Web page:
What is contra dance?
Contra dance is a social folk dance with origins in traditional English, Scottish, and French dances. Contra is usually accompanied by Irish, old-time, French-Canadian, and Scottish folk tunes, but can be danced to any music with the correct timing and tempo. Contra moves are based on “walking steps”, that is, you don’t need to do any fancy footwork. However, there is a lot of room in most dances for improvisation and extra moves.
Contra is a partner dance. Each couple has a “leader” and a “follower”. Throughout the dance, you and your partner move up and down the line, dancing with “neighbors” along the way. A “caller” introduces the dance, and calls out instructions.
I’ve never danced before. Can I do contra?
If you can walk, you can dance! Contra is a very accessible dance; you don’t need any prior experience with dancing. Most of the steps are “walking steps”, meaning you can just walk through the dance! All dances are “taught” beforehand by the caller, and experienced dancers will help you along the way. Our motto is, if you’re having fun, you’re doing it right.
Come early for a short introductory lesson. It is not considered a prerequisite for joining the dance, but some people feel more comfortable having attended the introduction. Feel free to attend the introduction multiple times.
What should I bring?
Yourself, with or without a partner! Come alone, or come with friends. Generally, contra dancers switch partners at the end of each dance, so there will always be someone new to dance with. We recommend beginners dance a few dances with more experienced dancers.
Comfortable clothing. There is no required clothing for contra dance! We recommend light-weight clothing, because you might get sweaty. Some people bring special dance shoes with suede-soles, other people wear socks or dance barefoot; but you can just wear (clean) sneakers.
Energy! Contra dance is deceptively aerobic. Come well hydrated; you may want to bring a water bottle and/or snacks.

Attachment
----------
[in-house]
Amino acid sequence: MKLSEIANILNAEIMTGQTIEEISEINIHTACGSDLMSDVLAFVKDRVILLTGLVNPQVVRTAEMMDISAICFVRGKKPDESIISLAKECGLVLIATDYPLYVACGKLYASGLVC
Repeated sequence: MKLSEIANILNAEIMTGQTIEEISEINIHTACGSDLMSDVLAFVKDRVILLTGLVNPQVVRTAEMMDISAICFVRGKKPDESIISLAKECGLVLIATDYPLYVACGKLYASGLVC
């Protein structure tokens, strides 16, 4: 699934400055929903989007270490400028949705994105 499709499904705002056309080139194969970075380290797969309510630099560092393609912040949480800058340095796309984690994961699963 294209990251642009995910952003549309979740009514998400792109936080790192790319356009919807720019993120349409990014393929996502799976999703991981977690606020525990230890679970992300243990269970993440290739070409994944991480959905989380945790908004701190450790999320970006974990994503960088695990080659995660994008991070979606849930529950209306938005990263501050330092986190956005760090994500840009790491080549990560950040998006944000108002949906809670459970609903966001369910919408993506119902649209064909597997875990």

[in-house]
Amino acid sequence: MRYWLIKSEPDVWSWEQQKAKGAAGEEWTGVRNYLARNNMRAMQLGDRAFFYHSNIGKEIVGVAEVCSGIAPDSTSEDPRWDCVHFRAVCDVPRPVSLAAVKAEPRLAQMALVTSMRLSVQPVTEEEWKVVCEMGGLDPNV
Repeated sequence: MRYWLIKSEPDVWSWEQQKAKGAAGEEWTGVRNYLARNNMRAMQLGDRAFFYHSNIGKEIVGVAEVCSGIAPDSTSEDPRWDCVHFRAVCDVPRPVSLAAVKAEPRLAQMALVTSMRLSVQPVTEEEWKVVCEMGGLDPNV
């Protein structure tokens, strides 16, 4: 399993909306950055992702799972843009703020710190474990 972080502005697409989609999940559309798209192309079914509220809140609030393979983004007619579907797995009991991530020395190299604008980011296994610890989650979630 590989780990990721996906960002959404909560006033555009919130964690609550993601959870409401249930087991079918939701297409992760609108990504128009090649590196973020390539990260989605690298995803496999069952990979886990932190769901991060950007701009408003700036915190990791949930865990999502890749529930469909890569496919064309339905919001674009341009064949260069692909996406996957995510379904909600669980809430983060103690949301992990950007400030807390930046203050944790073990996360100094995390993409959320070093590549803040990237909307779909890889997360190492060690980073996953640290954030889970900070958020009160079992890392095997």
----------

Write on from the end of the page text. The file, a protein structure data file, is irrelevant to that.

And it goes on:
(Supervised) children. Contra is family-friendly, and many children will enjoy the music and dancing. However, please make sure you keep an eye on your children at all times.
- Anyone can ask anyone to dance.
- It is customary to switch partners for each dance, and dance with a variety of people.
- Please be kind and welcoming to folks you meet on the dance floor.
- Be gentle and respect other dancers’ bodily autonomy.
- At the end of each dance, thank you partner and clap to thank the band for the lovely music.
- Take steps to avoid body odor, but please do not wear fragrances as some people have sensitivities.
- Do not bring alcohol or dance under the influence.
- If someone is making you uncomfortable, talk to a dance organizer.
Take care of yourself & others
- How to manage dizziness: It’s natural to get dizzy if you’re not used to spinning. Keep your head level and focus your gaze on your partner. You can also ask your partner to ‘please slow down’. As you dance more you’ll get less and less dizzy.
- How to hold hands: Don’t squeeze your partners hand (they should be able to move their hand away easily). During a swing, leads should place their right hand on their partner’s shoulder blade; follows should rest their hand (light!) on their partners shoulder. Don’t yank, grab, or push your partner around.
- How to be a conscientious dancer: Watch where you’re going, and try to keep your arms and elbows close to your body. If you run into someone, apologize, check that they’re okay, and then you can both get back to dancing!
- How to dance to the music: “Better never than late!” Each contra move or pattern takes a certain number of beats, and the music repeats with each repeat of the dance. Since we’re all moving together, it’s important that we keep time! If you miss a pattern, or don’t do it quite right, just move on to the next one instead of trying to fix your mistake.
- How to be polite: Ask people to dance, don’t just drag them out on the floor. Thank your partner after the dance. If someone says “no” to a dance, just ask someone else! Try to dance with a variety of people. Be respectful of people’s personal space.